Fontana hosts two major mountain bike events throughout the year. The Icycle in January and the SERC sanctioned Dam Jam in August. You can ride the same trails the pros do the rest of the year. So bring your helmet and pads and get out there yourself and put the Mountain back in Mountain Biking. Many people compare these trails with Tsali, however these trails are much more technical, with many downhill features and advanced terrain. There are creek crossings, logs, rock gardens, drops, step ups and some pretty intense climbs and downhill sections. It is a blast for the experienced rider and offers a great introduction to "downhill" biking for those wanting to push their boundaries.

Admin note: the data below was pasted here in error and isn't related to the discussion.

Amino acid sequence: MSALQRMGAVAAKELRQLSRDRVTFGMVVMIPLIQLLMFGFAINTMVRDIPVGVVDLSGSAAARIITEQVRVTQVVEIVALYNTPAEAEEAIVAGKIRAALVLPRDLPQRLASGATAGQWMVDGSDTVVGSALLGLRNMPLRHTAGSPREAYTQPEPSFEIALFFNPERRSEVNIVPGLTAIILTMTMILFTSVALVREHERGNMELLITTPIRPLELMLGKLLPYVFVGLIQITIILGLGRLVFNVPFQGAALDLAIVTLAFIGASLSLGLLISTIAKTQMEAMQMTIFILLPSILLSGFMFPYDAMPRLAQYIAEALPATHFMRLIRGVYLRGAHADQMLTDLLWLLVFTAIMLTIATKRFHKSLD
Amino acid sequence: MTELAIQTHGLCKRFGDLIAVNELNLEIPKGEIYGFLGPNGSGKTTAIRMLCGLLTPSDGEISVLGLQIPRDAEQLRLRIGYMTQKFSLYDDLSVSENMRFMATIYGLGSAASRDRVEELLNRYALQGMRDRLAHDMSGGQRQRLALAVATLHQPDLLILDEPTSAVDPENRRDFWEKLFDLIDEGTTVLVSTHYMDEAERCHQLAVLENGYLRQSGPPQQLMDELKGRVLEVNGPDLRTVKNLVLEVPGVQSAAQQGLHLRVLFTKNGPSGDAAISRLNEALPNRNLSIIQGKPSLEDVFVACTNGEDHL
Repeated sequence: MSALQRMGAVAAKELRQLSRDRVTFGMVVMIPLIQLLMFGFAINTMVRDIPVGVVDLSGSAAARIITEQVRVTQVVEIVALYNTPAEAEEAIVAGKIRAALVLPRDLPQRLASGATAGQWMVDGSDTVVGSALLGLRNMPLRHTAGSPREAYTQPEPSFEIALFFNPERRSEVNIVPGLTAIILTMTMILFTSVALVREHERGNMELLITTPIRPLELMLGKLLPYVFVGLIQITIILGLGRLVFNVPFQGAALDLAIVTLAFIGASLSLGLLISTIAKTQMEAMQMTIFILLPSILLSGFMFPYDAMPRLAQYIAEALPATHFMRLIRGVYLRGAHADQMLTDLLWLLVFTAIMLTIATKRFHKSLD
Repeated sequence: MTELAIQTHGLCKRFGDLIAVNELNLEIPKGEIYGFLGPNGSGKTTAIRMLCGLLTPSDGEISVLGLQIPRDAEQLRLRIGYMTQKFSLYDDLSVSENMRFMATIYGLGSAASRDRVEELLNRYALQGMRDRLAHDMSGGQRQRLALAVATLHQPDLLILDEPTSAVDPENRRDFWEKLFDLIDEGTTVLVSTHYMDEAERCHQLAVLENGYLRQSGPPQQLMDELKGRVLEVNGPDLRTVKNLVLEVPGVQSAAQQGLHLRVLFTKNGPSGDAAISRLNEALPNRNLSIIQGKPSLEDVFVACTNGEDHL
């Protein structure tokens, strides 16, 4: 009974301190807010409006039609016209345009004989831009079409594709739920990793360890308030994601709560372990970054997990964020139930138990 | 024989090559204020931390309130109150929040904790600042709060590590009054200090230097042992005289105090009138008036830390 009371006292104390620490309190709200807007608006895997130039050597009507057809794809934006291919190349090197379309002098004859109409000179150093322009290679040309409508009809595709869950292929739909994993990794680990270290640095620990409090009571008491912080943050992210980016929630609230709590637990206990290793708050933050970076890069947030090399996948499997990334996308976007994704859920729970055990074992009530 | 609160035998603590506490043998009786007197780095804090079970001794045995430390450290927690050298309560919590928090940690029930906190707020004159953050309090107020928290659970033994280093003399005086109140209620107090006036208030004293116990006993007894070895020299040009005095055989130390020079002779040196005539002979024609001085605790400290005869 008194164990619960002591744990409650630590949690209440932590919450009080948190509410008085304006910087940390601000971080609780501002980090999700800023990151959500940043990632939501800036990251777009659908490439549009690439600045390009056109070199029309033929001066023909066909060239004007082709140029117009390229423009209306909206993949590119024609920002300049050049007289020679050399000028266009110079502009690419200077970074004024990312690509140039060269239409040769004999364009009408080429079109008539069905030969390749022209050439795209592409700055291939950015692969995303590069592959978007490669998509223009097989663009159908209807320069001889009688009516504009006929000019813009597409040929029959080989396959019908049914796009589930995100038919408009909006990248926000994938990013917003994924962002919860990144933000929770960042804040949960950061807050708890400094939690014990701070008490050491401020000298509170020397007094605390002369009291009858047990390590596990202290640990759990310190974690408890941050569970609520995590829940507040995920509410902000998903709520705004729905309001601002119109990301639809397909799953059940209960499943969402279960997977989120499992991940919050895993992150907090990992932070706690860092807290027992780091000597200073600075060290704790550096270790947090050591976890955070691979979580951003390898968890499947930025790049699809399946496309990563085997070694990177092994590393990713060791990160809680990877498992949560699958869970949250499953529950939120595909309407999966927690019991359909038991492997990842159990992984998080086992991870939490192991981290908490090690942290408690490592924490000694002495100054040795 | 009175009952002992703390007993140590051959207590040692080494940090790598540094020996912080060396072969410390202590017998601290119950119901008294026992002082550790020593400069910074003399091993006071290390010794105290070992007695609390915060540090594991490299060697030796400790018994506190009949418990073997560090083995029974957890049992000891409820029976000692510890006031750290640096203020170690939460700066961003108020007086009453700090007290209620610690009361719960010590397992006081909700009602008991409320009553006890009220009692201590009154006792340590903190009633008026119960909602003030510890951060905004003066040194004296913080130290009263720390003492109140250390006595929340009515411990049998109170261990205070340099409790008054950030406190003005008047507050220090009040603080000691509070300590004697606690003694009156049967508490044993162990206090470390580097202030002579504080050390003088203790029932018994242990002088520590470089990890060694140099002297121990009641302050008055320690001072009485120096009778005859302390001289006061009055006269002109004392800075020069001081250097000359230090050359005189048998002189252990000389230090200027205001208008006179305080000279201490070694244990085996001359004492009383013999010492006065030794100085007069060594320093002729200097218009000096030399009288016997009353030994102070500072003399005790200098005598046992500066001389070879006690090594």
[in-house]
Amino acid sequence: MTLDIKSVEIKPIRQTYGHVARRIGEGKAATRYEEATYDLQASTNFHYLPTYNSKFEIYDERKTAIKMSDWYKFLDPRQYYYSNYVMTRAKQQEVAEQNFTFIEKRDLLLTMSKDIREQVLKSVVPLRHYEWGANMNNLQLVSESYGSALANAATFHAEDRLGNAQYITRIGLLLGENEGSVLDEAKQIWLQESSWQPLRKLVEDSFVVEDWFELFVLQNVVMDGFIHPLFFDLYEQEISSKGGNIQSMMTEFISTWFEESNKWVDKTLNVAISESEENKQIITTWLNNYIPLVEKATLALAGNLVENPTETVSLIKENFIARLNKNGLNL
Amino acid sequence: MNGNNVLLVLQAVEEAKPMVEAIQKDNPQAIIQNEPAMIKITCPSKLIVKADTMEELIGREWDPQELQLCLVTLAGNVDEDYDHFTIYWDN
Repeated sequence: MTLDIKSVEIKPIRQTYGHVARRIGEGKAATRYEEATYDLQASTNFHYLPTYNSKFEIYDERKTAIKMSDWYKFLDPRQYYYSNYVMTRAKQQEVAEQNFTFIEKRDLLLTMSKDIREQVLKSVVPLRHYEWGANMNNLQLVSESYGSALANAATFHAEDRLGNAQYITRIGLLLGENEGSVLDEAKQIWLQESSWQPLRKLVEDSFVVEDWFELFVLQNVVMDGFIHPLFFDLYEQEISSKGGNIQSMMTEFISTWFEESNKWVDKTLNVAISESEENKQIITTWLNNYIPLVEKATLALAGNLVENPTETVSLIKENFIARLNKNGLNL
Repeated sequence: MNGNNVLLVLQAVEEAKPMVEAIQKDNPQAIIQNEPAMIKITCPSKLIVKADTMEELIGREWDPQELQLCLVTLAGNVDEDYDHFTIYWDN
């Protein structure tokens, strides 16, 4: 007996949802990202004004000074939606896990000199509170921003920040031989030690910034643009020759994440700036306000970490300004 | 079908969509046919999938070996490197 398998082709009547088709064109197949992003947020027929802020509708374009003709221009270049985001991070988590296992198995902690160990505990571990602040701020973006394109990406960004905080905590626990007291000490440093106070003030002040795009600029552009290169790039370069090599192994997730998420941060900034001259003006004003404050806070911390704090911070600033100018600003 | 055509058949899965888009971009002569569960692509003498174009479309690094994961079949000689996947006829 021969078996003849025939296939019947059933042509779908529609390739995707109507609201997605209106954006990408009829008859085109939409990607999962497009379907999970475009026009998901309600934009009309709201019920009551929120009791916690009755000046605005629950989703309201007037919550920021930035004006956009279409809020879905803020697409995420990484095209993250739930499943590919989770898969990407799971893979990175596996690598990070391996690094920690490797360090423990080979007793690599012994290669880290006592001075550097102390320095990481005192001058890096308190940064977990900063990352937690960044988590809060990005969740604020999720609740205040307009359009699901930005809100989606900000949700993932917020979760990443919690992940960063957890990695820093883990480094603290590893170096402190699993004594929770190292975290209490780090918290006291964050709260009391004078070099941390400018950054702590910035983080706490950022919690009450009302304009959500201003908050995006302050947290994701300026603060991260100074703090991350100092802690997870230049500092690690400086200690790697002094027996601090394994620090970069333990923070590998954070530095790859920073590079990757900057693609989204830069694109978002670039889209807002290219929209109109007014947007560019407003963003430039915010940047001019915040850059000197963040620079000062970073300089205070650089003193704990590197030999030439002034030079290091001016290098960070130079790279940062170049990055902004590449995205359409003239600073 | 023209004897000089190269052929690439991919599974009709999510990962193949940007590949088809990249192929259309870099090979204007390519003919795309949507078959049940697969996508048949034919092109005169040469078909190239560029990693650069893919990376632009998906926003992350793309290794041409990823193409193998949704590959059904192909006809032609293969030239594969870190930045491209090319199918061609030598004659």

I want to go back and give these trails another chance, but my first impression of them wasn't great. Once you're in the village, finding the trailheads can be a challenge. I wanted to ride the Green and Payne Loops (refer to map: http://www.fontanavillage.com/hiking/map%20hike%20bike.pdf), but the map is really misleading. It looks as if there should be a trailhead for the Payne Loop right next to the General Store, but not so much. I finally drove around to the gas station, parked across the street in the picnic area, and caught the main Payne Loop trailhead there (wooden bridge across the creek.) After trying to ride the lower portion (Turkey Chute) clockwise, I can only imagine that the trail is meant to be ridden the other way, because the climb up from the gas station to the junction with Fontana Heights Road was ridiculous-- very steep and loose, and I had to get off the bike several times. I rode down Fontana Heights Road for quite a distance and apparently missed the continuation of the trail system (none of the trailheads on this road are marked.) I ended up riding back to the Turkey Chute trailhead and dropping it back to the gas station (which was an awesome downhill-- 800' over 1.5 miles, and well worth doing on its own by just riding up Fontana Heights Road and bombing down the trail.)I then parked at the Administration Building and started riding the Green Loop, but after a decent little climb, it started following some doubletrack, and since I only had one day to ride and didn't know whether the rest of the trail system was like that, I didn't want to waste any more time with it.The Green and Payne Loops are labeled as the most strenuous. Seemed to me that the "strenuous" aspect comes from climbs that are really too steep for a mountain biking trail, but they make great drops in the other direction. There were no rocks, ledges, or other technical obstacles that I could see-- just typical Smoky Mountain dirt track. Would love to have information regarding the route that they use for the pro events.
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